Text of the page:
British film! Here's a little bit of press junket coverage I did for MovieReviews.co.uk. Youngsters talking about being young filmmakers in a fresh-faced fashion.
'It's like being a plasterer: the more you do it, the better you get.'
Ryan Andrews has been working hard, but the slog is finally paying off. His feature-length, directorial debut, Elfie Hopkins, is due for release this week, putting an end to five years of hard graft.
The film, in his words a mixture of 'American Grunge and British Twee', is a collision of aesthetic styles and narrative influences, from Tim Burton and fashion photography, to the stories of Raymond Chandler and Roald Dahl. Our young protagonist, the titular Elfie (Jaime Winstone), skulks around her rural Welsh town, playing the wannabe super-sleuth in Doc Martens and John Lennon shades. However, when a mysterious new family move in, this grunge-y gumshoe unearths more than she'd ever bargained for.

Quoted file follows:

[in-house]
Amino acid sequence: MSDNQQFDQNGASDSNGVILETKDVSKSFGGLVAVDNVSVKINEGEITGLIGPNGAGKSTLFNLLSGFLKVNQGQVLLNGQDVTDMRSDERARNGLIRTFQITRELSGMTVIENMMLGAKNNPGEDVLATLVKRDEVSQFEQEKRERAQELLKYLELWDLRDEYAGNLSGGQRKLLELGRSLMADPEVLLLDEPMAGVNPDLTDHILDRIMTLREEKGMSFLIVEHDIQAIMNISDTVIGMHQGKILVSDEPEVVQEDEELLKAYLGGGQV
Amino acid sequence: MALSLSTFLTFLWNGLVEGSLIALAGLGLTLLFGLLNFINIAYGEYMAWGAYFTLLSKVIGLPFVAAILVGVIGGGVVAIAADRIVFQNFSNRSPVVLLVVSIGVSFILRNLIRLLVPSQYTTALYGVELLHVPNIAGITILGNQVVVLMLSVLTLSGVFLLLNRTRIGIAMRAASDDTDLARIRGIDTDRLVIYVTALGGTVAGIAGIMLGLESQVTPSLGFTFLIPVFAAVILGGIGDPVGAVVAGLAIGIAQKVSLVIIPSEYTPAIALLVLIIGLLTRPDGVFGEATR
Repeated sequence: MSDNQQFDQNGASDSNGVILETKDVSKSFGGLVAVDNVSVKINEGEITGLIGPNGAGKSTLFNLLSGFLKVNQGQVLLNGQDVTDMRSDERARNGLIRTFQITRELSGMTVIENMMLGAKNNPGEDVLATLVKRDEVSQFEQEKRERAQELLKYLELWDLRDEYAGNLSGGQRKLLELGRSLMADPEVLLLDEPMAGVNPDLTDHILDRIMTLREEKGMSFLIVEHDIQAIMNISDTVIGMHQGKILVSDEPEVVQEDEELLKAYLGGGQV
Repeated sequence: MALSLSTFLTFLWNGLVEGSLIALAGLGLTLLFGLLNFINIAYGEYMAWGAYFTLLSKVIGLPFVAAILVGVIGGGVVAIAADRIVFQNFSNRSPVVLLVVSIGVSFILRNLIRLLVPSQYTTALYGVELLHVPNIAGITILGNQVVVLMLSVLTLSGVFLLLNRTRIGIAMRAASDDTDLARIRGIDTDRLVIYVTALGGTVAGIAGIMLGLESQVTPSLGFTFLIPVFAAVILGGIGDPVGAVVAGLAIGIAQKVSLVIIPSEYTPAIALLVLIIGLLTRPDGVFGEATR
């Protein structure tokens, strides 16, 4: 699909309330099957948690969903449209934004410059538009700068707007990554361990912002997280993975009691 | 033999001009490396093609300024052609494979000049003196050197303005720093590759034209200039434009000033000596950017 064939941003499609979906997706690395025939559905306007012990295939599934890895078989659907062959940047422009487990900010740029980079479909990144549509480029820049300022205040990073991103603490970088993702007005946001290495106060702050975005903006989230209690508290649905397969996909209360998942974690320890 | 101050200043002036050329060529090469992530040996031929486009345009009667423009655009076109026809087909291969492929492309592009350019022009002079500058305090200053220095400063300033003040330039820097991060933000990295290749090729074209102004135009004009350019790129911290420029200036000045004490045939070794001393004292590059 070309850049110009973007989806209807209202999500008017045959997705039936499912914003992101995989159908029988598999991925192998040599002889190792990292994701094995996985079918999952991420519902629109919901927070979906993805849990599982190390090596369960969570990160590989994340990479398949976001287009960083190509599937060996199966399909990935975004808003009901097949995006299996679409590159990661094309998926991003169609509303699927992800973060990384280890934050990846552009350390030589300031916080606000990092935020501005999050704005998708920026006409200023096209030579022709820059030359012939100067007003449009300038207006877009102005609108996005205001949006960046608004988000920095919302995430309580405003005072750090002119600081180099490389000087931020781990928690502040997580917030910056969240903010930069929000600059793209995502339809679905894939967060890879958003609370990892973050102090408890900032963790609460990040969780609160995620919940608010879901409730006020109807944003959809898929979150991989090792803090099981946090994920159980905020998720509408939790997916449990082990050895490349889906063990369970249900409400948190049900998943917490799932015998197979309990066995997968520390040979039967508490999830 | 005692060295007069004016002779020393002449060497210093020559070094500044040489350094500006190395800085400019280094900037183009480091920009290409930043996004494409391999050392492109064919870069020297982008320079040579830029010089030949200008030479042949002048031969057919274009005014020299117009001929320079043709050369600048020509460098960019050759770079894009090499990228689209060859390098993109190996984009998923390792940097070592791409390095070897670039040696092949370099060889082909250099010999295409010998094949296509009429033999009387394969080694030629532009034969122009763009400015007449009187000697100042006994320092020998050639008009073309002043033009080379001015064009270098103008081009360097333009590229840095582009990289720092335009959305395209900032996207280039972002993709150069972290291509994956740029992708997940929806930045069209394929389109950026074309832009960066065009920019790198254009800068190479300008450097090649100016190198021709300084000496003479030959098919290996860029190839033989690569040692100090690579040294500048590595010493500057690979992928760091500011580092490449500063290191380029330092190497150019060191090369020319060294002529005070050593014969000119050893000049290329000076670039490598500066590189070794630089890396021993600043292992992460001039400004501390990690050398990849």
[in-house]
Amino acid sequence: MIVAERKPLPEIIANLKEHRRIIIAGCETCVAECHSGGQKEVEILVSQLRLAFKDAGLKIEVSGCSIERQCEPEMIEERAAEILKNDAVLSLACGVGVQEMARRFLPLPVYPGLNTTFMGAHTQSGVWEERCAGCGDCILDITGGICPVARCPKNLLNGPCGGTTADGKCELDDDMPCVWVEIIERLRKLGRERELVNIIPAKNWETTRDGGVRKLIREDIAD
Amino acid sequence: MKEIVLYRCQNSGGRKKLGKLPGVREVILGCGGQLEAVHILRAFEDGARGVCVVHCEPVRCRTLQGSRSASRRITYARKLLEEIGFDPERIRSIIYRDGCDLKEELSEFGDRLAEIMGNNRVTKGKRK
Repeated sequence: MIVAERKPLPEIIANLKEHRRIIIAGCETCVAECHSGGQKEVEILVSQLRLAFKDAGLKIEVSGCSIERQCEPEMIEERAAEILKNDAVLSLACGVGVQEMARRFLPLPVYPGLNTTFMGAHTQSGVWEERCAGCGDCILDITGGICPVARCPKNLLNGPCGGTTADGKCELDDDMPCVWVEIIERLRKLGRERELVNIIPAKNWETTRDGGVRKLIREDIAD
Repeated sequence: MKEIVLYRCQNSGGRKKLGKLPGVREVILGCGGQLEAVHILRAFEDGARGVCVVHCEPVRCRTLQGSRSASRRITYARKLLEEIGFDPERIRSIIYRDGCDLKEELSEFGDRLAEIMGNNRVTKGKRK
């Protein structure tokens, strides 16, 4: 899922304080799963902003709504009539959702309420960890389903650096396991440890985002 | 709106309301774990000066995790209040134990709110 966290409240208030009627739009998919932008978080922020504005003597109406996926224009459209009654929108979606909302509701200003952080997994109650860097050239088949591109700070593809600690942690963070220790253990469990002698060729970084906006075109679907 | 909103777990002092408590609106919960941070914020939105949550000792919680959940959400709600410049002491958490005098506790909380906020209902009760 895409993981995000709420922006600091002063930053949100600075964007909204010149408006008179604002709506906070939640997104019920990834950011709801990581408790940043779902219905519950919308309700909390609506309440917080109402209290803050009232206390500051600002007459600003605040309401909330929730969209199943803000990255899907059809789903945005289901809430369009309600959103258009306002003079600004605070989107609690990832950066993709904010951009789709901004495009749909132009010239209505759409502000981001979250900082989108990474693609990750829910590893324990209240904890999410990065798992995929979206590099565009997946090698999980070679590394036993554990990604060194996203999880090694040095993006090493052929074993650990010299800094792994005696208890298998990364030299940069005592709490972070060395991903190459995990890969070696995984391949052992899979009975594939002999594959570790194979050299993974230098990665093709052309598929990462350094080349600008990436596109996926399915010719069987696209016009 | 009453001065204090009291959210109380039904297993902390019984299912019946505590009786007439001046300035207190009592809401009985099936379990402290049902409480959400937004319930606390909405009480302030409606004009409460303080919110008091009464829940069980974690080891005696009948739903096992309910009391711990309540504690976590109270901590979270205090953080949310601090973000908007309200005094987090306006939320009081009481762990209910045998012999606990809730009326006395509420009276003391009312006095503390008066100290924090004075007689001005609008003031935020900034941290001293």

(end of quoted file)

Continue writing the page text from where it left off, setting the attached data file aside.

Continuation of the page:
Starring bright young things Winstone and Aneurin Barnard (last seen in Marc Evans’ nostalgic Welsh drama Hunky Dory), the film’s mix of genre tropes, meticulous production design and lush cinematography makes it a very unlikely project for a first-time filmmaker, especially considering the supposedly cash-strapped, risk-averse times that currently plague the film industry.
Last week, on the cusp of the film's release, we sat down with Andrews, Winstone and Barnard, and spoke with them about starting out in the film world, building confidence and contacts, and how a film like Elfie Hopkins gets made.
Read the full article here.